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Letter: American Flag Etiquette

As Memorial Day approaches, it is important that organizations and individuals, including many of our elected officials, be reminded that there is a Federal Flag Code (Public Law 94-344) that was passed by the 94th Congress (1975 - 1977) as a guide for handling and displaying the United States Flag.

All too often, I see the American Flag positioned incorrectly in a parade or behind someone during an interview on television or pictured in the newspaper. As per Public Law 94-344, Rule no. 10 states “When carried in a parade front with other flags, the U.S. Flag should be always to the marching right of the other flags, or to the front and center of the flag line.”

Rule no. 35 states that when displayed from a staff in a church or public auditorium, the U.S. Flag should be to the clergyman’s or speaker’s right as he/she faces the audience. Any other flag should be placed on the left of the clergyman or speaker or to the right of the audience. And finally, Rule no. 26 states that on Memorial Day the Flag should be displayed at half-staff until noon only, then raised to the top of the staff. Any organization or individual who may have a question about United States Flag etiquette should contact their local Veteran’s organization with their question. Many Veterans organizations have individuals who, if invited, would be able to give a presentation as to the etiquette of our “Stars and Stripes.”

William G. Walden

Commander, Hicksville Veterans of Foreign Wars, Post 3211

News

One local playwright and his company — The Plainview Project — seem to be headed to the big leagues.

Claude Solnik of Plainview, the Plainview Project’s writer, is married with two children. While he has a master’s degree in dramatic writing from New York University, after graduating he ended up going into journalism, which currently remains his day job. But in his free time he indulged in his true passion, hammering out numerous play scripts until the day they he realized that he needed to stop sitting on these works he was creating and put them in the hands of actors that could give them life.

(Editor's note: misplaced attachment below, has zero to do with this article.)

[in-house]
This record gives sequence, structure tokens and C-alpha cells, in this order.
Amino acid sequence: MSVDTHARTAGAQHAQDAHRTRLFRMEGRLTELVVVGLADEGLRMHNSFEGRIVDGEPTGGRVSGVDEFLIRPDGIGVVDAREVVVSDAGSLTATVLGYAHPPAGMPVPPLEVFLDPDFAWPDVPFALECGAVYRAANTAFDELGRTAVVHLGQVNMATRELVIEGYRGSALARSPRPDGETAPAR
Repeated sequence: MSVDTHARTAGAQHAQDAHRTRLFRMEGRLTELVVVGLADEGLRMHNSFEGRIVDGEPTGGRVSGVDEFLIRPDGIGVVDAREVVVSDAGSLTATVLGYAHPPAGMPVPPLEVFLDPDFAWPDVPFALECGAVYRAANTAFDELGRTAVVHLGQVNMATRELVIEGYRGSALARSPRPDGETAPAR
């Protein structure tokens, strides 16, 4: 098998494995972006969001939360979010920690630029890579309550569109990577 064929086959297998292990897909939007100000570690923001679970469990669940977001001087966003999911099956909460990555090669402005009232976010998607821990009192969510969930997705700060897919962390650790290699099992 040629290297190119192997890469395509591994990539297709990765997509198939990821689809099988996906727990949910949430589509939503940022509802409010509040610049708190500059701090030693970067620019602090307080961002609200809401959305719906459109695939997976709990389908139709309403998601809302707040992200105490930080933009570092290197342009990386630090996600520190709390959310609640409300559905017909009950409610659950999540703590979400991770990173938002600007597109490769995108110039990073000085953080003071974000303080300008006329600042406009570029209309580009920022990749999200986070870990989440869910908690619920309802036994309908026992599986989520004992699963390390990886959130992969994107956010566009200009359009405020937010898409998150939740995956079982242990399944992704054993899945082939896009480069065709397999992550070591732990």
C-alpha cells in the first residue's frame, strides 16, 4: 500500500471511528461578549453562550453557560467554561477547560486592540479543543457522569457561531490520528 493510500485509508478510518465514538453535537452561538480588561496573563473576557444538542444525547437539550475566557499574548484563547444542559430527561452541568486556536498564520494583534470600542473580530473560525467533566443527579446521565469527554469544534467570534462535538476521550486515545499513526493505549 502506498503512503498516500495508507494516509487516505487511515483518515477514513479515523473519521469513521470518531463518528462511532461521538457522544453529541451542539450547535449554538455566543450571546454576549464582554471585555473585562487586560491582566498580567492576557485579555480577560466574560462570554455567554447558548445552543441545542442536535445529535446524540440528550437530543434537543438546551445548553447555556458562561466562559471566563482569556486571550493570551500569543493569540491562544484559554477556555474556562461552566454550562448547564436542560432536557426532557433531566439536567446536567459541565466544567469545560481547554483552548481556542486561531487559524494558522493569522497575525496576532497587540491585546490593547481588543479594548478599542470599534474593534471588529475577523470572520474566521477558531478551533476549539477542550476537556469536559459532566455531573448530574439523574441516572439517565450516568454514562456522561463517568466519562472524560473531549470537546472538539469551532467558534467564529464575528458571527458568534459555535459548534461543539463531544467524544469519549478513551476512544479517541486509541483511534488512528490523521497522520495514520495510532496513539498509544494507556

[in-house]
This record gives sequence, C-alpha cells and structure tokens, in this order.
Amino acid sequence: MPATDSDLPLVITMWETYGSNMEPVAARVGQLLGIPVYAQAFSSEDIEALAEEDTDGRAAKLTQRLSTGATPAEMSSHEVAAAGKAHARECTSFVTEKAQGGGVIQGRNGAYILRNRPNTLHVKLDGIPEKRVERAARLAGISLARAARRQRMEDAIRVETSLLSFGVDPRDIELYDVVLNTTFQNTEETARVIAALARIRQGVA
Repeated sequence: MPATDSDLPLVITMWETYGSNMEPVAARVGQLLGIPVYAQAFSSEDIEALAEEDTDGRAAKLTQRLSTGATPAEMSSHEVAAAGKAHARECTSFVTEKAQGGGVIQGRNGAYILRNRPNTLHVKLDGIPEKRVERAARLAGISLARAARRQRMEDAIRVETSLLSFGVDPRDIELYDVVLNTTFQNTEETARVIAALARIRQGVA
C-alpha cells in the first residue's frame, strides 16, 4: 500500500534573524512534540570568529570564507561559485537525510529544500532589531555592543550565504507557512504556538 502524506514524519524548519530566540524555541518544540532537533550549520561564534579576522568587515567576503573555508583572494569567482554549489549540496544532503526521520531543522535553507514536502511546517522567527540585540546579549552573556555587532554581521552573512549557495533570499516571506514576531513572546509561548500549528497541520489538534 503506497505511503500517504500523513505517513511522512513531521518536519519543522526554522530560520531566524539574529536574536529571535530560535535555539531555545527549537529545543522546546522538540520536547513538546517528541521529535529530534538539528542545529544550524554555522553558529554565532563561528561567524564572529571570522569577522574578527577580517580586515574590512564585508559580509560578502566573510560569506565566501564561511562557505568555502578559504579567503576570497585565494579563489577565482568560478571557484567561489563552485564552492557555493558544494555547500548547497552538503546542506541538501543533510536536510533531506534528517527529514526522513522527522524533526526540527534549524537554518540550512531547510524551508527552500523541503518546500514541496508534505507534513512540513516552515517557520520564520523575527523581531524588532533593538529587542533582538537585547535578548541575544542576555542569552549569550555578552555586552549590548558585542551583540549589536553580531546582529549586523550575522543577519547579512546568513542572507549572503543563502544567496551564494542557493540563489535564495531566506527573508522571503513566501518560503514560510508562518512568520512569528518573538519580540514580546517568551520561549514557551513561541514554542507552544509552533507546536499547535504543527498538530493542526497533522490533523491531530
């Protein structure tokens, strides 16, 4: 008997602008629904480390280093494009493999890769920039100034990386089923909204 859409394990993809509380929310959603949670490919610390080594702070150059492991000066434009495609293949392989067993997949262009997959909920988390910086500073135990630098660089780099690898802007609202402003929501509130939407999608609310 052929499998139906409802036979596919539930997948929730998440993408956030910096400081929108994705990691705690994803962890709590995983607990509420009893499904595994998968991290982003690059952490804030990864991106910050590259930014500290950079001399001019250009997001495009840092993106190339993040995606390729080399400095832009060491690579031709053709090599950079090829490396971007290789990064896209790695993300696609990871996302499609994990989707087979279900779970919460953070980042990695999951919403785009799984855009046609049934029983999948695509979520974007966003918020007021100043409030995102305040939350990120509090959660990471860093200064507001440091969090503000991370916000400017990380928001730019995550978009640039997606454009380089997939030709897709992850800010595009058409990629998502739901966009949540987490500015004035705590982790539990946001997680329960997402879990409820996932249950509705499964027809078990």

Even as they hoped the parties would reach a last-minute settlement, commuters across Long Island were scrambling last week to devise alternate plans for getting to work if Long Island Rail Road’s 5,400 workers go on strike July 20. And they were vocal in their anger with the Metropolitan Transit Authority. The strike, it seems, has roused commuter ire over a wide range of LIRR issues, from timeliness to cleanliness to costs.

“I’ll have to figure out a new way home from work,” said Marco Allicastro, a 20-year-old Queens resident waiting for a train home at the Bethpage station after a day’s work at the local King Kullen. “Long Island doesn’t really have a lot of options in terms of transportation. Maybe I should get a new job.”


Calendar

Sonny And Perley

Saturday, July 26

Women Artists You Should Know

Thursday, July 31

Adult Summer Reading Club

Through Aug. 7



Columns

1959: The Year The Music Stopped Playing
Written by Michael A. Miller, mmillercolumn@gmail.com

The Eccentric Heiress Of ‘Empty Mansions’
Written by Mike Barry, MFBarry@optonline.net

Yellow Margarine And A Pitch For The Ages
Written by Michael A. Miller, mmillercolumn@gmail.com